(Ch. 11) Ten-Minute Film Review

by Robert Glatzer

As soon as the film ends, and the credits begin to roll, start you stopwatch and follow these 10 easy steps to have a complete film review captured in just ten minutes.

  1. Minute one:giphy
  • What was the director’s name?
  • What was the single best scene in the film?
  • Who gave the best performance?

 2. Minute two:

  • Was this the most perfect film you have seen in your life?
  • Was it the absolutely worse film you have ever seen?
  • On a line between disgraceful and perfection, where would you put this film? Use a scale from 1-100 – it works better than 1-10 for this purpose       (** or if you have ever been graded by a teacher you can use the A+ thru F- scale).lifeboattc

 3. Minute three:

  • Is this the best or worse film you have seen by the director?
  • Where on the scale would you put it?
  • If this is the director’s first film or if you haven’t seen anything else by this director – go to minute five.
  1. Minute Four:
  • How is this film similar to the director’s other films?
  • How is it different?
  1. Minute Five:
  • How many interesting characters did the writer create?
  • Did the dialogue feel reel (authentic) or did it feel forced (fake) or hollow?091acd94a59dfe5771e565ff937a870e
  • Could you predict events or plot twists before the writer revealed them?
  • Did the characters seem real to the story?
  • Did the character conflicts seem real or artificial (or forced)?
  • What emotions did you feel when watching the film?
  1. Minute Six:
  • Examine the acting
  • Did the stars of the film act exactly as the do in all other films you’ve seen them in?
  • Did the stars expand their range and/or try something different?
  • Were you drawn to the characters? Or just the stars? Did it matter?

7.Minute Seven:

  • Were you absorbed into the film or more absorbed into your popcorn?
  • Did the film force you to think about implications in your on life? Was there a message?jon-stewart-popcorn11
  • Was there a sense of truth you could feel about the lives of characters on the screen?

8.Minute Eight:

  • Was there any part of the film that you would enjoy talking about with a friend?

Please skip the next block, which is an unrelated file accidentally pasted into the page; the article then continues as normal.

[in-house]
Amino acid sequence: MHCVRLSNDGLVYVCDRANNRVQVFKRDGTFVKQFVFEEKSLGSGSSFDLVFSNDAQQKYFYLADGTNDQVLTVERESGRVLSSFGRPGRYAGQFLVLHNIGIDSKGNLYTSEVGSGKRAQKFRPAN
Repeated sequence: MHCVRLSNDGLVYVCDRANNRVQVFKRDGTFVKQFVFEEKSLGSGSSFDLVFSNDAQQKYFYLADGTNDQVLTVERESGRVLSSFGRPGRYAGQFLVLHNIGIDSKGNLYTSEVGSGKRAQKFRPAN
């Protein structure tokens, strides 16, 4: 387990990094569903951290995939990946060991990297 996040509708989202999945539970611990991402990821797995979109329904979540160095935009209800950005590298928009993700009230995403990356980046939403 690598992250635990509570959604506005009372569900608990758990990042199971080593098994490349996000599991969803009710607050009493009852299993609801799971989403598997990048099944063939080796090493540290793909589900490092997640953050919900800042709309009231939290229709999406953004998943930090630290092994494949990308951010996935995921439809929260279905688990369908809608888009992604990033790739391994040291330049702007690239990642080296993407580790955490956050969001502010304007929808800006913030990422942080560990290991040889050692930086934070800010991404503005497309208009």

• Did the film have any rhythm or pace to it? Was there a purpose to the way the scenes were played out? Was it a jumbled mess or did it feel sluggish?
  1. Minute Nine:
  • Summarize minutes 1-8.
  • Pick and choose what appealed to you and what should be discarded.
  • Come to an overall conclusion and opinion on the film.
  1. Minute 10:
  • Deliver your verdict and share your analysis. Share your grade.

summer-movie-report-card-header

*Robert Glazer was a long-time filmmaker, film professor, film festival founder, and film critic who made his home in Spokane, Washington after living and working in the New York entertainment and education industry for over a decade. He was also a nationally known author and an early adopter of utilizing the Internet for film criticism establishing http://www.movies101.com in 1999. Glazer died at the age of 78 in 2010 after suffering from a stroke.

 

Glatzer, R. (2001). Beyond popcorn: A critic’s guide to looking at films. Spokane, WA: Eastern Washington University Press.

Advertisements

2 Comments Add yours

Leave a Reply

Fill in your details below or click an icon to log in:

WordPress.com Logo

You are commenting using your WordPress.com account. Log Out / Change )

Twitter picture

You are commenting using your Twitter account. Log Out / Change )

Facebook photo

You are commenting using your Facebook account. Log Out / Change )

Google+ photo

You are commenting using your Google+ account. Log Out / Change )

Connecting to %s